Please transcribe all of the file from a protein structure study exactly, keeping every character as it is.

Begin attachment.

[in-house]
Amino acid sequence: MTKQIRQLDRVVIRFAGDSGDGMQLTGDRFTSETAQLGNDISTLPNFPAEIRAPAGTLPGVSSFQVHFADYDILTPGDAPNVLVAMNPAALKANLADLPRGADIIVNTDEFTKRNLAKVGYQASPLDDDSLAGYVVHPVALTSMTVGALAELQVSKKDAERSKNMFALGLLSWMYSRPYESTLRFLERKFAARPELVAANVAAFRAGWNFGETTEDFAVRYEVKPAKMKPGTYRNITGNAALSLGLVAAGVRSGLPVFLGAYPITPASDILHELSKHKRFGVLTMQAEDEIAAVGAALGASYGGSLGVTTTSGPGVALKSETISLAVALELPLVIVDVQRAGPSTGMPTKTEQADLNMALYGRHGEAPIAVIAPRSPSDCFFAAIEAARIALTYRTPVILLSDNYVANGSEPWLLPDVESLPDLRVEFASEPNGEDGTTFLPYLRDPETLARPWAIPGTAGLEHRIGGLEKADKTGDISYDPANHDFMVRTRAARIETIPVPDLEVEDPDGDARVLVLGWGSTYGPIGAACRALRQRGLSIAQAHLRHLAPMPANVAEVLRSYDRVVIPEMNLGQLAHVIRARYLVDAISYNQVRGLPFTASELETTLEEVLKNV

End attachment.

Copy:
[in-house]
Amino acid sequence: MTKQIRQLDRVVIRFAGDSGDGMQLTGDRFTSETAQLGNDISTLPNFPAEIRAPAGTLPGVSSFQVHFADYDILTPGDAPNVLVAMNPAALKANLADLPRGADIIVNTDEFTKRNLAKVGYQASPLDDDSLAGYVVHPVALTSMTVGALAELQVSKKDAERSKNMFALGLLSWMYSRPYESTLRFLERKFAARPELVAANVAAFRAGWNFGETTEDFAVRYEVKPAKMKPGTYRNITGNAALSLGLVAAGVRSGLPVFLGAYPITPASDILHELSKHKRFGVLTMQAEDEIAAVGAALGASYGGSLGVTTTSGPGVALKSETISLAVALELPLVIVDVQRAGPSTGMPTKTEQADLNMALYGRHGEAPIAVIAPRSPSDCFFAAIEAARIALTYRTPVILLSDNYVANGSEPWLLPDVESLPDLRVEFASEPNGEDGTTFLPYLRDPETLARPWAIPGTAGLEHRIGGLEKADKTGDISYDPANHDFMVRTRAARIETIPVPDLEVEDPDGDARVLVLGWGSTYGPIGAACRALRQRGLSIAQAHLRHLAPMPANVAEVLRSYDRVVIPEMNLGQLAHVIRARYLVDAISYNQVRGLPFTASELETTLEEVLKNV